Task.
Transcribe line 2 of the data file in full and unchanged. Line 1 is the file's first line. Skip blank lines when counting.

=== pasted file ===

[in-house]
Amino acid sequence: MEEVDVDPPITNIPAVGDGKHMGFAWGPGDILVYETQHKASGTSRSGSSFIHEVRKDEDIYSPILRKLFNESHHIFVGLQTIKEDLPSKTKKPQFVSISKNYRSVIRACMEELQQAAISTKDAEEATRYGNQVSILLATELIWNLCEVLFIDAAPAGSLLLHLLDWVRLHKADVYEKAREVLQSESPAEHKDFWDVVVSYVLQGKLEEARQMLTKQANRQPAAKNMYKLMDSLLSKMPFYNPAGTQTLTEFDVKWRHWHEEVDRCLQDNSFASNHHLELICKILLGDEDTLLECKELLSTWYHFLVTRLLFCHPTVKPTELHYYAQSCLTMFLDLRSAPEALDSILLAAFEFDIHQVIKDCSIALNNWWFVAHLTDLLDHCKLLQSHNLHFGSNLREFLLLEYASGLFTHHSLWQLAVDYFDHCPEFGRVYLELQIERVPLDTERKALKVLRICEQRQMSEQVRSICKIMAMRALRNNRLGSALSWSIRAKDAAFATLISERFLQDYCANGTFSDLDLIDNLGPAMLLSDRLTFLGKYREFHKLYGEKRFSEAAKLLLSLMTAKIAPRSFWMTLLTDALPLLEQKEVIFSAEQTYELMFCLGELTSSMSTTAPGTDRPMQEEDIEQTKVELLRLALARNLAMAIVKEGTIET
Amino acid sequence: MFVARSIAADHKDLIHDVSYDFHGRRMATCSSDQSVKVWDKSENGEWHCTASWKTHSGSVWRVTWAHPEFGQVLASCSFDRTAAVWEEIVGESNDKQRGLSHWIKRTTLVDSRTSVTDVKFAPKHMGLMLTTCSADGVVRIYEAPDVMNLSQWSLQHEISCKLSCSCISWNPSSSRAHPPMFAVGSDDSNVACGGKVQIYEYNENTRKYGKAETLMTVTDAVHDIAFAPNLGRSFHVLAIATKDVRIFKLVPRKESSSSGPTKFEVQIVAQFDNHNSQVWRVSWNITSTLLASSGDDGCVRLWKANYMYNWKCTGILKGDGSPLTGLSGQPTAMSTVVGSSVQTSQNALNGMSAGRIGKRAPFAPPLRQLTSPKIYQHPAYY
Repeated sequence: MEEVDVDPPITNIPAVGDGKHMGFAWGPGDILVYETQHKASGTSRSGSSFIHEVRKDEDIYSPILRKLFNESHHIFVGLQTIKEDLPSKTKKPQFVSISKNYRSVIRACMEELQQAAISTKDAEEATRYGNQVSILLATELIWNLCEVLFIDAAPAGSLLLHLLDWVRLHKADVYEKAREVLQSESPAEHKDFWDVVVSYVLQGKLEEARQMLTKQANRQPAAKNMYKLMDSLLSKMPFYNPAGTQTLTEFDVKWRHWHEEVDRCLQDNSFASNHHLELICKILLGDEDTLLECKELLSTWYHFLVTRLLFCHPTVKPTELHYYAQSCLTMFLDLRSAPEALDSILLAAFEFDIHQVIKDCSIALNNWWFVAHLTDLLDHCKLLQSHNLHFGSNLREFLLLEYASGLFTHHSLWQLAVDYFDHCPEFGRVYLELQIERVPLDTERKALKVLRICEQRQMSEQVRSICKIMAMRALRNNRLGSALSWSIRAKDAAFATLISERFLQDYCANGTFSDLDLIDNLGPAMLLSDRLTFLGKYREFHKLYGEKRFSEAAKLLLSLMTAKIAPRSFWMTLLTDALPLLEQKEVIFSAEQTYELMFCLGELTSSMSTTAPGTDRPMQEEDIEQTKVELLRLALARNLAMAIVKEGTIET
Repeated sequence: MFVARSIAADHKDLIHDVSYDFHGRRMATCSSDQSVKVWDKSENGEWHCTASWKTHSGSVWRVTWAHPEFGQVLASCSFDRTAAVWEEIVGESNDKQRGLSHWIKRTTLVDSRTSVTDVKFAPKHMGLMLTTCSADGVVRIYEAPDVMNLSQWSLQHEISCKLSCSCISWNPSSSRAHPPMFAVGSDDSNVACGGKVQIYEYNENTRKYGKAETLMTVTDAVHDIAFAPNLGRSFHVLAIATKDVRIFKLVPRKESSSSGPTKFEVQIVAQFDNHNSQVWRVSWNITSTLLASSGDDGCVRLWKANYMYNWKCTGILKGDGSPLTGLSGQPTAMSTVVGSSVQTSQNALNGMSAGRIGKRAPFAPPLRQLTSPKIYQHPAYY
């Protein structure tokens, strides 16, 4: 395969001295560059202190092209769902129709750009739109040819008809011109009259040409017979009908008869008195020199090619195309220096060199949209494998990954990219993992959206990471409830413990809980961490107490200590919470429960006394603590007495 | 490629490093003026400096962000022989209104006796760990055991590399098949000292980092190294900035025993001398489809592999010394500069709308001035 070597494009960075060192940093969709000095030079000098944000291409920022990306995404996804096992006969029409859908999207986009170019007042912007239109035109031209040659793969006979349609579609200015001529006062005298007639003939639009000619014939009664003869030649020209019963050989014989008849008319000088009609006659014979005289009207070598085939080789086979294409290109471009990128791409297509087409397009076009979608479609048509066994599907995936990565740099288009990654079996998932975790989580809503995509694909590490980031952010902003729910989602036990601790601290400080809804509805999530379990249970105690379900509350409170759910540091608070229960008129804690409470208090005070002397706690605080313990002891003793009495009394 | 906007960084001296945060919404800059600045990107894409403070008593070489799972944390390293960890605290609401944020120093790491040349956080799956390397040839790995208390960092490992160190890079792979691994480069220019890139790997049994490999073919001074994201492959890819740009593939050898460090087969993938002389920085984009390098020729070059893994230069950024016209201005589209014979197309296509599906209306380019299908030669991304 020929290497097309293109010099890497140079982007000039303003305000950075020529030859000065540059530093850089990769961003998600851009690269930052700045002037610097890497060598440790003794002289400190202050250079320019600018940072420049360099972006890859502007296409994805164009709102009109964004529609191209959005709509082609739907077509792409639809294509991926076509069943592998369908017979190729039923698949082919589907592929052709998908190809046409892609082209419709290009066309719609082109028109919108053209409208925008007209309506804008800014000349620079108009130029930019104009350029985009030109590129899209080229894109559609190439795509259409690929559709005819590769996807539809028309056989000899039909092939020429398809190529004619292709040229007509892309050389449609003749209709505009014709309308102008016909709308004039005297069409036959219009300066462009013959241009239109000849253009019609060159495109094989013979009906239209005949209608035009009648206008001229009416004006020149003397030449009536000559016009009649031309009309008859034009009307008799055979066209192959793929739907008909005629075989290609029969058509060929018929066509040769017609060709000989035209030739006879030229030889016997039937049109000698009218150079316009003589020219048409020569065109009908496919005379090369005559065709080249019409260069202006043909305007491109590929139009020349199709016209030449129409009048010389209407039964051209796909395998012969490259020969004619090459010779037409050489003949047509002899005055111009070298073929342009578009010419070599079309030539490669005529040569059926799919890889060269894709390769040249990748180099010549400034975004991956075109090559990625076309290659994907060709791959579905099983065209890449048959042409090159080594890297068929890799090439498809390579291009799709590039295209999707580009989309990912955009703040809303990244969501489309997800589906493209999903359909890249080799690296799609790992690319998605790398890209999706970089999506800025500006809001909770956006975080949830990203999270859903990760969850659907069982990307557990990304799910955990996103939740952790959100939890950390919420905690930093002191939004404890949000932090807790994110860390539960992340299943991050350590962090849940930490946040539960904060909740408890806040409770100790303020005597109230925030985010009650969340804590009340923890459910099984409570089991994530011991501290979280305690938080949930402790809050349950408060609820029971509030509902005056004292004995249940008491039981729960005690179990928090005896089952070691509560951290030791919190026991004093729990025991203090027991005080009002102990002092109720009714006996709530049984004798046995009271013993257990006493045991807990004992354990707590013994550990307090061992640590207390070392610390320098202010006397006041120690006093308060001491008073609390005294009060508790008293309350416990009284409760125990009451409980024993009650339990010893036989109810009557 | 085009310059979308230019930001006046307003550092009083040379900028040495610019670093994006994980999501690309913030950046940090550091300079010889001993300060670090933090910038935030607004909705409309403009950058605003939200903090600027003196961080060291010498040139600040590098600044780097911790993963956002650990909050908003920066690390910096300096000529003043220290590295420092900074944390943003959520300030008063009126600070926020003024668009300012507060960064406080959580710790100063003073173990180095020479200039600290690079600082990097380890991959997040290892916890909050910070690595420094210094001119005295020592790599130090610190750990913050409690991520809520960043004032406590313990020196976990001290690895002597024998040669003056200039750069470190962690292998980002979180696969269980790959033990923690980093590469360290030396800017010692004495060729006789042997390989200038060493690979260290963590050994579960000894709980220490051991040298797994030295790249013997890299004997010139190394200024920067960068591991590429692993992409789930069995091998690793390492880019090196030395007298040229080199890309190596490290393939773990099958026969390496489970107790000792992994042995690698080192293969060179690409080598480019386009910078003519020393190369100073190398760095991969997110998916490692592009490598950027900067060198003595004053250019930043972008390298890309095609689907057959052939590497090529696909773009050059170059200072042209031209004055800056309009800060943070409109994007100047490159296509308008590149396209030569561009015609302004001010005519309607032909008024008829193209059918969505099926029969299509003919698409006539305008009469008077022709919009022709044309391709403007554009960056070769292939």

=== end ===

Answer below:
Amino acid sequence: MEEVDVDPPITNIPAVGDGKHMGFAWGPGDILVYETQHKASGTSRSGSSFIHEVRKDEDIYSPILRKLFNESHHIFVGLQTIKEDLPSKTKKPQFVSISKNYRSVIRACMEELQQAAISTKDAEEATRYGNQVSILLATELIWNLCEVLFIDAAPAGSLLLHLLDWVRLHKADVYEKAREVLQSESPAEHKDFWDVVVSYVLQGKLEEARQMLTKQANRQPAAKNMYKLMDSLLSKMPFYNPAGTQTLTEFDVKWRHWHEEVDRCLQDNSFASNHHLELICKILLGDEDTLLECKELLSTWYHFLVTRLLFCHPTVKPTELHYYAQSCLTMFLDLRSAPEALDSILLAAFEFDIHQVIKDCSIALNNWWFVAHLTDLLDHCKLLQSHNLHFGSNLREFLLLEYASGLFTHHSLWQLAVDYFDHCPEFGRVYLELQIERVPLDTERKALKVLRICEQRQMSEQVRSICKIMAMRALRNNRLGSALSWSIRAKDAAFATLISERFLQDYCANGTFSDLDLIDNLGPAMLLSDRLTFLGKYREFHKLYGEKRFSEAAKLLLSLMTAKIAPRSFWMTLLTDALPLLEQKEVIFSAEQTYELMFCLGELTSSMSTTAPGTDRPMQEEDIEQTKVELLRLALARNLAMAIVKEGTIET